surrounding PTFE expands rapidly resulting in a generally downward movement of the actuators 8, 9. Hence, when it is desired to eject ink from the ink ejection port 4, a current is passed through the actuators 8, 9 which results in them bending
generally downwards as illustrated in FIG. 2. The downward bending movement of the actuators 8, 9 results in a substantial increase in pressure within the nozzle chamber 2. The increase in pressure in the nozzle chamber 2 results in an expansion of the
meniscus 3 as illustrated in FIG. 2.
The actuators 8, 9 are activated only briefly and subsequently deactivated. Consequently, the situation is as illustrated in FIG. 3 with the actuators 8, 9 returning to their original positions. This results in a general inflow of ink back into
the nozzle chamber 2 and a necking and breaking of the meniscus 3 resulting in the ejection of a drop 12. The necking and breaking of the meniscus 3 is a consequence of the forward momentum of the ink associated with drop 12 and the backward pressure
experienced as a result of the return of the actuators 8, 9 to their original positions. The return of the actuators 8,9 also results in a general inflow of ink from the channel 6 as a result of surface tension effects and, eventually, the state returns
to the quiescent position as illustrated in FIG. 1.
FIGS. 4(a) and 4(b) illustrate the principle of operation of the thermal actuator. The thermal actuator is preferably constructed from a material 14 having a high coefficient of thermal expansion. Embedded within the material 14 are a series of
heater elements 15 which can be a series of conductive elements designed to carry a current. The conductive elements 15 are heated by passing a current through the elements 15 with the heating resulting in a general increase in temperature in the area
around the heating elements 15. The position of the elements 15 is such that uneven heating of the material 14 occurs. The uneven increase in temperature causes a corresponding uneven expansion of the material 14. Hence, as illustrated in FIG. 4(b),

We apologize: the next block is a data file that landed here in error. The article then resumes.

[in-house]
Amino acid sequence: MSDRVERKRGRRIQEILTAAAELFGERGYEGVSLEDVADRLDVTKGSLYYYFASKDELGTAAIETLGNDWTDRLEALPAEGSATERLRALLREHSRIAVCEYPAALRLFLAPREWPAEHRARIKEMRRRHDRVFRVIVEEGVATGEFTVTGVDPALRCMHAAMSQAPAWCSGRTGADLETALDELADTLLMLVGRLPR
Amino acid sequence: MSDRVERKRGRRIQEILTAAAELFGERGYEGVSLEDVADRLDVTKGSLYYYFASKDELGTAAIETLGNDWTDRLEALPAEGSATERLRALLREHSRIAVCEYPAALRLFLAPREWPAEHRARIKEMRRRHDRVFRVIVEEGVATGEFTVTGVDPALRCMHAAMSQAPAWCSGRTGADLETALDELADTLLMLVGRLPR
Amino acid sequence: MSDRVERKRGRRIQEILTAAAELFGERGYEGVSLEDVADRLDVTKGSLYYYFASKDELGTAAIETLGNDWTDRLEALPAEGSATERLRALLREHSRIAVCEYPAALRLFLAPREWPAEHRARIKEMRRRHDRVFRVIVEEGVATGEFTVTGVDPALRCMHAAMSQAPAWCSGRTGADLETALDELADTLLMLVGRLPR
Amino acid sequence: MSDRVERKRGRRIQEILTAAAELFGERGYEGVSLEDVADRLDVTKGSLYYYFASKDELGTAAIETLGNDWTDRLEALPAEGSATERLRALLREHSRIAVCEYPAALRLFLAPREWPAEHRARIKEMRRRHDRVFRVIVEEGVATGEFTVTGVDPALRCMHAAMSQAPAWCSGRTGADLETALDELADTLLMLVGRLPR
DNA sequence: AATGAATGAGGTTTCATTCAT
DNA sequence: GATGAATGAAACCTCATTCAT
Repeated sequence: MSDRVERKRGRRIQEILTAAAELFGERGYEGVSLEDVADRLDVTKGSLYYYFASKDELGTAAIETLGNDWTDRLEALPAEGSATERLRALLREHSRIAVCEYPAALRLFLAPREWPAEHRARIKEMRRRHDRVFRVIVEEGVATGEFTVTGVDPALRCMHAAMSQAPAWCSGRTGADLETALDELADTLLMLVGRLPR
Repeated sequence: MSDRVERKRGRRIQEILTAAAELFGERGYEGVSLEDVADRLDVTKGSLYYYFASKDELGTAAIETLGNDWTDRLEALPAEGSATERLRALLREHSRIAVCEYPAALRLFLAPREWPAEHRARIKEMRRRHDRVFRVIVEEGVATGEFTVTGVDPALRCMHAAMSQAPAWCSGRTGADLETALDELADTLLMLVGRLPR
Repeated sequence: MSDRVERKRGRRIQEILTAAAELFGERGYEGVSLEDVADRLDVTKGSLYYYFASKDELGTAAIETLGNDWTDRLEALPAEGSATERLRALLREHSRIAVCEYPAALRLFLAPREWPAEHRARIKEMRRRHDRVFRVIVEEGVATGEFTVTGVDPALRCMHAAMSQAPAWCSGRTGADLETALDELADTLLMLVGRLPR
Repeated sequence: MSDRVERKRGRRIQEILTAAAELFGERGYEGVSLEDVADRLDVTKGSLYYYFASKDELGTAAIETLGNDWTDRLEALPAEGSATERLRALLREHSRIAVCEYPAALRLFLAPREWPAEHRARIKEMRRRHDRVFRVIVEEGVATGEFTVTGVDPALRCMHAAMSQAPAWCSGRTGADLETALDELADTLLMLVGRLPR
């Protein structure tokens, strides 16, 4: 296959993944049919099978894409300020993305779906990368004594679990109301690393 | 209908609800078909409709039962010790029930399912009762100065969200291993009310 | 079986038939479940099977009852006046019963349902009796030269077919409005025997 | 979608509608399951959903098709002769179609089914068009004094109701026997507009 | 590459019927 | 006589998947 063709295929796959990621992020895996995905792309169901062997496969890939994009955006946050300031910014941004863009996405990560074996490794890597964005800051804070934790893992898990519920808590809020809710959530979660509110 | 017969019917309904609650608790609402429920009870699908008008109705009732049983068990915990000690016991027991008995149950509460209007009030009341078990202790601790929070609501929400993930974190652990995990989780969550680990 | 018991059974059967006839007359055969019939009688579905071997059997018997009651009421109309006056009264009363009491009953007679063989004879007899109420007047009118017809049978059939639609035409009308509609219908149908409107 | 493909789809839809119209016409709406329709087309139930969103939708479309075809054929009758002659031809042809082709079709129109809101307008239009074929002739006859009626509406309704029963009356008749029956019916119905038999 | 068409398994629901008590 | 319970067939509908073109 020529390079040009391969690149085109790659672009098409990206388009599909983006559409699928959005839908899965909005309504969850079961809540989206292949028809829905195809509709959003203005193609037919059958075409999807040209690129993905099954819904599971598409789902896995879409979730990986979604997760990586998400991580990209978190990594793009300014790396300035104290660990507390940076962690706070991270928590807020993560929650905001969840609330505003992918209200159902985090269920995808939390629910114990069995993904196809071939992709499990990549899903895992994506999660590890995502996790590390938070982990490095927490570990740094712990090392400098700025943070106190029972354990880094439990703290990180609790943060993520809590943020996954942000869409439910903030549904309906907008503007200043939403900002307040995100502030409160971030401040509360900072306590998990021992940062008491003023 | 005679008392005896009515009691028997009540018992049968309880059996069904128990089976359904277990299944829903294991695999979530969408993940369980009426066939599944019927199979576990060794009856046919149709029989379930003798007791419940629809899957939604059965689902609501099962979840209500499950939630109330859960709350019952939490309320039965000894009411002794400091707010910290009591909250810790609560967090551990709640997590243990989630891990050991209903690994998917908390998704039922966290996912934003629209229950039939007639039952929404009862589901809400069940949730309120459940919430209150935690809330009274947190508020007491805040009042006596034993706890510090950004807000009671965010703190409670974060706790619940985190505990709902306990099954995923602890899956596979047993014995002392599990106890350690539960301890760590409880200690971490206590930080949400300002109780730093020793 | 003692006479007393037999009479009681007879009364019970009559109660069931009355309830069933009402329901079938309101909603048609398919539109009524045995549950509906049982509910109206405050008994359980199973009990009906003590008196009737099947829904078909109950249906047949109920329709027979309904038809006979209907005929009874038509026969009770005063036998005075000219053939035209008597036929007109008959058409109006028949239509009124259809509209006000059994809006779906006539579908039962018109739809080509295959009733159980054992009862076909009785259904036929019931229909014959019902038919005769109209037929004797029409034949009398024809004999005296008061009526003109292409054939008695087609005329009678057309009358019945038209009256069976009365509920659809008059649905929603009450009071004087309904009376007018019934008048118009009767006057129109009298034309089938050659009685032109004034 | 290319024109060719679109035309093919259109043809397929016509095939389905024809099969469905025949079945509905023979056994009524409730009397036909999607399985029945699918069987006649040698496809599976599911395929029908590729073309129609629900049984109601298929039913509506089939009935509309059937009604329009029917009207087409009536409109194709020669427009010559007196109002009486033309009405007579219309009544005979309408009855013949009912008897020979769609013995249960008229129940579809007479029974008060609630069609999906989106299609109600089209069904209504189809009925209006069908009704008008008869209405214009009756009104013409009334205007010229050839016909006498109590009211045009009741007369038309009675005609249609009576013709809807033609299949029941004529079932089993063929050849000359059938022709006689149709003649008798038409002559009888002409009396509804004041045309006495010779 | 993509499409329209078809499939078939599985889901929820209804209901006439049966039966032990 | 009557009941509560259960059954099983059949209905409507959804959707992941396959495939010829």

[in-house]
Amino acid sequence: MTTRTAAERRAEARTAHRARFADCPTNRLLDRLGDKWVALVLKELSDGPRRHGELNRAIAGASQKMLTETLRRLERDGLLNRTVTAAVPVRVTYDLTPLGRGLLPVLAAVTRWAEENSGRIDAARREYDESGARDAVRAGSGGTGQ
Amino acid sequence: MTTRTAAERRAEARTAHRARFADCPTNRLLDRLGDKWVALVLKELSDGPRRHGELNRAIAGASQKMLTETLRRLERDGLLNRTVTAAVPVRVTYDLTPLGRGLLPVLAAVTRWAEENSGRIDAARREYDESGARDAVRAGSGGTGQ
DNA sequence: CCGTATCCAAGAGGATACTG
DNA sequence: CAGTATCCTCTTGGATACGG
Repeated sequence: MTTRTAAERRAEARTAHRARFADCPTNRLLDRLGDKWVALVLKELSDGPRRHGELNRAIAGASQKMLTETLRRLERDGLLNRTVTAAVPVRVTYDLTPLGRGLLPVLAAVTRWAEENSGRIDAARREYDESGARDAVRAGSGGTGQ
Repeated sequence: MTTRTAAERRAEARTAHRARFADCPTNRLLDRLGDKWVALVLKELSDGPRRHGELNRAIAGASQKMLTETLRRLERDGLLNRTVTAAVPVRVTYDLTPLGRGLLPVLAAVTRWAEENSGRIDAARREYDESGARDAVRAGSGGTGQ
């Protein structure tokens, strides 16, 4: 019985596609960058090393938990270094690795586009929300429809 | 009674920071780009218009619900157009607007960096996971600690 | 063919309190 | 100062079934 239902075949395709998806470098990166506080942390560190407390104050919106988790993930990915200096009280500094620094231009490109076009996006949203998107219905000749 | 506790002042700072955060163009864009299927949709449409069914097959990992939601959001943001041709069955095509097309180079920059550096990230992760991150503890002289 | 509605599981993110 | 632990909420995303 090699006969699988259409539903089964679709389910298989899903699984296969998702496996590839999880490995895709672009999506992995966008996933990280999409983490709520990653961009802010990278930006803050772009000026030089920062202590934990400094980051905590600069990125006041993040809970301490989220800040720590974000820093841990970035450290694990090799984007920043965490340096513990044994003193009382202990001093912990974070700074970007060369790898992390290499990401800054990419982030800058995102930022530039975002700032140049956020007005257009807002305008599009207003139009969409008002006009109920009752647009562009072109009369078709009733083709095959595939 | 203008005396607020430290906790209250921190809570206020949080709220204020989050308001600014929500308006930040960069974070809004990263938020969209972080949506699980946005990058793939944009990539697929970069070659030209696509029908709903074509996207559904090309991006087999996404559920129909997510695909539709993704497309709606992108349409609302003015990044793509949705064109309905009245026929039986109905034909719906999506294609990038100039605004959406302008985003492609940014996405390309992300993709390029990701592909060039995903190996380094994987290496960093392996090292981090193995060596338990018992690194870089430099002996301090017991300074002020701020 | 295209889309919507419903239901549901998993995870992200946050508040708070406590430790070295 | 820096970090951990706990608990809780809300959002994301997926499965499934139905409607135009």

the PTFE is bent generally in the direction shown.
In FIG. 5, there is illustrated a side perspective view of one embodiment of a nozzle arrangement constructed in accordance with the principles previously outlined. The nozzle chamber 2 is formed with an isotropic surface etch of the wafer 5.
The wafer 5 can include a CMOS layer including all the required power and drive circuits. Further, the actuators 8, 9 each have a leaf or petal formation which extends towards a nozzle rim 28 defining the ejection port 4. The normally inner end of each
leaf or petal formation is displaceable with respect to the nozzle rim 28. Each activator 8, 9 has an internal copper core 17 defining the element 15. The core 17 winds in a serpentine manner to provide for substantially unhindered expansion of the
actuators 8, 9. The operation of the actuators 8, 9 is as illustrated in FIG. 4(a) and FIG. 4(b) such that, upon activation, the actuators 8 bend as previously described resulting in a displacement of each petal formation away from the nozzle rim 28 and
into the nozzle chamber 2. The ink supply channel 6 can be created via a deep silicon back edge of the wafer 5 utilizing a plasma etcher or the like. The copper or aluminium core 17 can provide a complete circuit. A central arm 18 which can include